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Jornal de Pediatria

Print version ISSN 0021-7557

Abstract

REY, Luís C.; MARTINS, Ceci V.; RIBEIRO, Hildenia B.  and  LIMA, Aldo A. M.. American visceral leishmaniasis (kala-azar) in hospitalized children from an endemic area. J. Pediatr. (Rio J.) [online]. 2005, vol.81, n.1, pp. 73-78. ISSN 0021-7557.  http://dx.doi.org/10.2223/JPED.1286.

OBJECTIVE: To study epidemiological and clinical aspects of American visceral leishmaniasis in hospitalized children in Ceará, Brazil. METHODS: A retrospective and observational study was carried out with children suffering from American visceral leishmaniasis admitted to Hospital Infantil Albert Sabin in Fortaleza. Medical records were reviewed consistently. Inclusion criteria were children with amastigote-positive smears in bone marrow or in splenic aspirates, or a positive Leishmania sp immunofluorescence assay. RESULTS: From January 1995 to December 2002, 450 children with American visceral leishmaniasis were identified, accounting for 9 to 27% of all reported cases in Ceará in that period, with peak hospitalization rates in 1995 and 2000. The mean age was 4.4 years (12% < 1 year and 65% < 5 years of age). The overall male: female ratio was 1.1 and 1.48 in children > 5 year (p = 0.04). Urban patients infected by American visceral leishmaniasis increased steadily over an 8-year period (c2 p = 0.01). The main clinical complaints on admission were fever (96%), pallor (90%) and abdominal swelling (75%). Clinical cure was defined as the absence of fever, regression of splenic and hepatic enlargement and of pancytopenia. Overall mortality was 9.2% and 21.2% in patients younger than one year. Malnutrition, edema, bleeding, jaundice, and concomitant infections were related to higher mortality. CONCLUSIONS: Cases of American visceral leishmaniasis spiked with a 5-year interval, and affected most under-five urban children. Mortality was related to low age, signs of severe disease and concomitant infection.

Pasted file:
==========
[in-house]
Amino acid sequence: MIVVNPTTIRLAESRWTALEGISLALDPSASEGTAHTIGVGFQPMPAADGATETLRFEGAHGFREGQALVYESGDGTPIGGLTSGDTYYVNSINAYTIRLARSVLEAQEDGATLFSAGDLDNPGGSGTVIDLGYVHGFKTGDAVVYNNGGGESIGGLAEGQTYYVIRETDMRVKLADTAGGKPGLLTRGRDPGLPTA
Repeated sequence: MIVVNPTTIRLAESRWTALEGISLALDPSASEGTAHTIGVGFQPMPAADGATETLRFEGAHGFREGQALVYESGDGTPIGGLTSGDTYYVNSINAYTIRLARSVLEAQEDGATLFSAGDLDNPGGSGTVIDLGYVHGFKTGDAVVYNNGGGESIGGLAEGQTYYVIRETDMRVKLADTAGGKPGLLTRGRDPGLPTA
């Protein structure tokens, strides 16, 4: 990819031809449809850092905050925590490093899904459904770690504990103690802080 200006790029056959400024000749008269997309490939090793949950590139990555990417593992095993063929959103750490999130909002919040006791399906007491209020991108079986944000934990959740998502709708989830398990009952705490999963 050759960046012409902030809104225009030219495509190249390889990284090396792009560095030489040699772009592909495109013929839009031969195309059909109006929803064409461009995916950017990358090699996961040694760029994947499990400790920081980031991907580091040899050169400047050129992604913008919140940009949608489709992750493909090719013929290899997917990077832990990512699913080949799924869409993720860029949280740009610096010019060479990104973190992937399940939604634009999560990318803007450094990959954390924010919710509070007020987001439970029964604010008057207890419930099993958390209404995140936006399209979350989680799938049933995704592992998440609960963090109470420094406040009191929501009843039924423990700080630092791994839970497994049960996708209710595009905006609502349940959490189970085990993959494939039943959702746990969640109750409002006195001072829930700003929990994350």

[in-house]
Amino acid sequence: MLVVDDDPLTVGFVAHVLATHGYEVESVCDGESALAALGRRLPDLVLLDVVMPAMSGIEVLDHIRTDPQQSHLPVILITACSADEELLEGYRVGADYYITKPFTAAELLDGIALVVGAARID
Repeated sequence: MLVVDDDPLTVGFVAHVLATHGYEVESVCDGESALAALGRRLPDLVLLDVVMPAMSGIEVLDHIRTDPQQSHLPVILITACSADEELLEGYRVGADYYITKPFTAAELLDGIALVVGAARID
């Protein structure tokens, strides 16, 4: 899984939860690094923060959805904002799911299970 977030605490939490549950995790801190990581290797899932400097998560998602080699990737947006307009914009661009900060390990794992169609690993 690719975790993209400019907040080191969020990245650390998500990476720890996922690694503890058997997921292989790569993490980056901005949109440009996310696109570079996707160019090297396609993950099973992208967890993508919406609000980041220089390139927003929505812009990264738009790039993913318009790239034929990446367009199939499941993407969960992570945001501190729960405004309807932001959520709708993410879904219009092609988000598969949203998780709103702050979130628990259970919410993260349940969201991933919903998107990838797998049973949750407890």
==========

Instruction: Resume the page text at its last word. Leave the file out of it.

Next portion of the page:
Keywords : American visceral leishmaniasis; kala-azar; epidemiology; treatment; children.

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